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Clayton’s Bruno David Gallery Showcases New Works, Including William Morris' The Protest Project
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Clayton’s Bruno David Gallery Showcases New Works, Including William Morris' The Protest Project

In the wake of this year’s governmentally mandated lockdown related to the COVID-19 pandemic, one of the metro area’s most dependable and most consistently intriguing venues for viewing visual art is once more welcoming guests: Clayton’s Bruno David Gallery.

Succeeding an interesting collection of interim offerings – one of them a group exhibition of almost daunting scope titled “OVERVIEW_2020,” which showcased the works of roughly four dozen artists – the gallery will spotlight a quartet of creators from Sept. 12 to Oct. 24: St. Louisan Michael Byron with “The Wheel of Fortune & How to Build a Ghost,” Chris Kahler with “SHIFT,” St. Louisan William Morris in the gallery’s Media Room with The Protest Project and Patricia Olynyk in the gallery’s Window on Forsyth with “Oculus.”

The visual art oasis also has returned to its regular summer operating hours: 11 a.m. to 6 p.m. each Tuesday through Friday and 11 a.m. to 5 p.m. each Saturday, as well as by appointment. Admission, as ever, remains free.

With characteristic equanimity, the gallery’s namesake relates how, both professionally and personally, he weathered the coronaviral lockdown.

“Following state and local regulations, the gallery closed to the public in early March and reopened in mid-July,” David says. “During that time, I worked from home and stayed in touch with the artists and clients about their practice and their health.

“As of now, we are all doing well. I think the most difficult part was not knowing fully the disaster we were all facing.”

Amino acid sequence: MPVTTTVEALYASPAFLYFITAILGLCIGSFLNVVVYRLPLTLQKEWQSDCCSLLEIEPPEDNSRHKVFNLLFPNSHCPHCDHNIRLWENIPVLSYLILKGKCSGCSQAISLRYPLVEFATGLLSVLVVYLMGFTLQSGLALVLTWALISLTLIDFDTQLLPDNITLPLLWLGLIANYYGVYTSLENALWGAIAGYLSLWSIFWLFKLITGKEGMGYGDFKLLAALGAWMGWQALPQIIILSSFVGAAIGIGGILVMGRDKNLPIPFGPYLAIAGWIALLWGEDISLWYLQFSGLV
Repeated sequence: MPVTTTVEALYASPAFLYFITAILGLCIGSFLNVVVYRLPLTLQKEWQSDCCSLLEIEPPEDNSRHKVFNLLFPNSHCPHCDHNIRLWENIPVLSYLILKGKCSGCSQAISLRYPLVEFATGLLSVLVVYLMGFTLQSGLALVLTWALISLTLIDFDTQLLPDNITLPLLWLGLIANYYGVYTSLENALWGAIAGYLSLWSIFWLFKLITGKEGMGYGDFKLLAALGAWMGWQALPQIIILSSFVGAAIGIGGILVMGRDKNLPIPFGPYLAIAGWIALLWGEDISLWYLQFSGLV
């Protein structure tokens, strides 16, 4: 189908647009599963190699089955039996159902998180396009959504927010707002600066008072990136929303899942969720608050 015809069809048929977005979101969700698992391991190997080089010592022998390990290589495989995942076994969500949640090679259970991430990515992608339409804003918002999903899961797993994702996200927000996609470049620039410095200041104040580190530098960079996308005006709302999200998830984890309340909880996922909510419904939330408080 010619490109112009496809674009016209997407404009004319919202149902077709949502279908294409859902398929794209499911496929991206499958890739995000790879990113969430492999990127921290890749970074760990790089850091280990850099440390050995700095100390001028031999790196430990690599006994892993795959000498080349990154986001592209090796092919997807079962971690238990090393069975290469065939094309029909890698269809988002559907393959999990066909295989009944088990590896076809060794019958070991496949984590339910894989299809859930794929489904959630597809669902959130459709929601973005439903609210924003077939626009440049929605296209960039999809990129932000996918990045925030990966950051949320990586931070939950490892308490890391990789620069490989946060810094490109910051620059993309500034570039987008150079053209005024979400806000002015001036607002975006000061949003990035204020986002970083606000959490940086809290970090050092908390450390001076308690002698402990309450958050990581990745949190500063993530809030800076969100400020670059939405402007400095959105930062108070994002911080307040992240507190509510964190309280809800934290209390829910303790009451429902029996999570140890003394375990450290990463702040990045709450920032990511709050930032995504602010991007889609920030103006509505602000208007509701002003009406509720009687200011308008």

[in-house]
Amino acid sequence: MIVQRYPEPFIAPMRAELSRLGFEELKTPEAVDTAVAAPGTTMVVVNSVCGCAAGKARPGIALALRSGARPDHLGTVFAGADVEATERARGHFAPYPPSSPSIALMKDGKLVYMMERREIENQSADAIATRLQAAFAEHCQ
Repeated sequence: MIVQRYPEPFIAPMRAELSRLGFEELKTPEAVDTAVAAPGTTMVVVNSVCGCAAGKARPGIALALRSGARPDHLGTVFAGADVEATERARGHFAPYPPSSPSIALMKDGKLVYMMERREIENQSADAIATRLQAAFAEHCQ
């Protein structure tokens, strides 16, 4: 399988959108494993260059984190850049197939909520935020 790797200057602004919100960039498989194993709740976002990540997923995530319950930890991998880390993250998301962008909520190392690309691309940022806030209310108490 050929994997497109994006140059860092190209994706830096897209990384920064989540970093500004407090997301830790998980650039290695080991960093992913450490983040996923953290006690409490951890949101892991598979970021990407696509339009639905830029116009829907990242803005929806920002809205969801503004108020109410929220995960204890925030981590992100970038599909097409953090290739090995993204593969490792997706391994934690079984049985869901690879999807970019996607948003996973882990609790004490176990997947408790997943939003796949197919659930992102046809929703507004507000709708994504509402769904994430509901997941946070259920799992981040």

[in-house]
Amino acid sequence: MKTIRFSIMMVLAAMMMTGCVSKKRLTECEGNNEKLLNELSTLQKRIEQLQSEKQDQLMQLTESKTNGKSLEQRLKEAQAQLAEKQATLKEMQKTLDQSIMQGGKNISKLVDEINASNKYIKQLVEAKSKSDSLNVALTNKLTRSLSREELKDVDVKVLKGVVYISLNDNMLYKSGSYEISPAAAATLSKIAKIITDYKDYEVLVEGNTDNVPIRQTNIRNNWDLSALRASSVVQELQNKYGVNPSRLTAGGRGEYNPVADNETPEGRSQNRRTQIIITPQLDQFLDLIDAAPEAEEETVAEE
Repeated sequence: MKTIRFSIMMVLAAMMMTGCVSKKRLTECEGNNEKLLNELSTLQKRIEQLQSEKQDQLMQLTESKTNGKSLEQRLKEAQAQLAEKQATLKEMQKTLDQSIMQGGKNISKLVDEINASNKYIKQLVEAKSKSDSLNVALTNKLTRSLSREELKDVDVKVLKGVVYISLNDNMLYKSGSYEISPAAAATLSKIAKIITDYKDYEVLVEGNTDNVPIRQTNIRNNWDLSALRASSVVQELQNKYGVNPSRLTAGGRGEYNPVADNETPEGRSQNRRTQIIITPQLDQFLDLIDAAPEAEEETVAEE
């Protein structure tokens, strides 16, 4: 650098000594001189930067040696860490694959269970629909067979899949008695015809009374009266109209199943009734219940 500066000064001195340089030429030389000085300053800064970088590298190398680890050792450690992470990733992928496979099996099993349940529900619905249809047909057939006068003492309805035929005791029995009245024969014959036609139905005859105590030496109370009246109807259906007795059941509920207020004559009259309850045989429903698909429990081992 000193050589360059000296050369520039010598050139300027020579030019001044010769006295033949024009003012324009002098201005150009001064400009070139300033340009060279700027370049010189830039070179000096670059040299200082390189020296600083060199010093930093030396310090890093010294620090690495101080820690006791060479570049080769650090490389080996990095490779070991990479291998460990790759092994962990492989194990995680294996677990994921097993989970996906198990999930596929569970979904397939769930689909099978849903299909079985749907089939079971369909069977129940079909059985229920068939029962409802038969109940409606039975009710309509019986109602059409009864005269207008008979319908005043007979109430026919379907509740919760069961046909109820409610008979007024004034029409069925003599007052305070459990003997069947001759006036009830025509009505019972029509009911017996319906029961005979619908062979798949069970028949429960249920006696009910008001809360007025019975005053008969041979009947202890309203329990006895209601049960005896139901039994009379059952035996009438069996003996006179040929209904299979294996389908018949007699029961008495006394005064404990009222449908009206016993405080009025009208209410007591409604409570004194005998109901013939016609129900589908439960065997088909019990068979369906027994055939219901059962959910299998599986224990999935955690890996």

He then recounts how the enforced hiatus affected the gallery’s schedule, artist availability and other factors.

“The exhibitions by [James Austin] Murray, [Tom] Reed, [Christina] Shmigel, [Frank] Schwaiger and [Patricia] Olynyk ended up on the walls for 3½ months with no visitors for 14-plus weeks!” David says. “At least we had a great turnout for their opening on Feb. 29, with 275-plus visitors, and two weeks after.

“The interruption also affected six exhibitions that had been scheduled more than a year ago and pushed the 2020-2021 season by six or more months.”

David continues by adopting a wider, even historical perspective: “I opened my first gallery in New York City in 1984 and in 2005 in St. Louis. The gallery has been through a few world financial crises, relocations, the first SARS [severe acute respiratory syndrome] pandemic in 2003 and so forth.

“This [novel coronavirus] is sadly affecting everything more than we’ve ever seen since [the Spanish influenza pandemic of] 1918. I think it will have a profound and philosophical influence on the art, as much or maybe even more following the savagery of World War I in the early 1900s.”

David’s tone lifts considerably on recalling how it felt to finally reopen to art devotees nonvirtually. (During the lockdown, the gallery continued to maintain its customarily robust digital profile on its website, on Artsy and elsewhere.)

“It was the greatest day for me since the closing in early March,” David says. “We ended up setting up our summer show, ‘OVERVIEW_2020,’ and it was so wonderful to see new works on the walls.”

Finally, the affable gallerist briefly shares what most intrigues him, from a collective standpoint, about the forthcoming works of Byron, Kahler, Morris and Olynyk. “These four artists work in different mediums,” David says, “but they’re connected in showing the true nature of love, caring, truth, hope, history, our journey – and our future.”

Bruno David Gallery, 7513 Forsyth Blvd., St. Louis, 314-696-2377, brunodavidgallery.com

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Bryan A. Hollerbach serves as LN's copy editor and one of its staff writers. He loves to read, write, impersonate an amateur artist and research all things bibulous.

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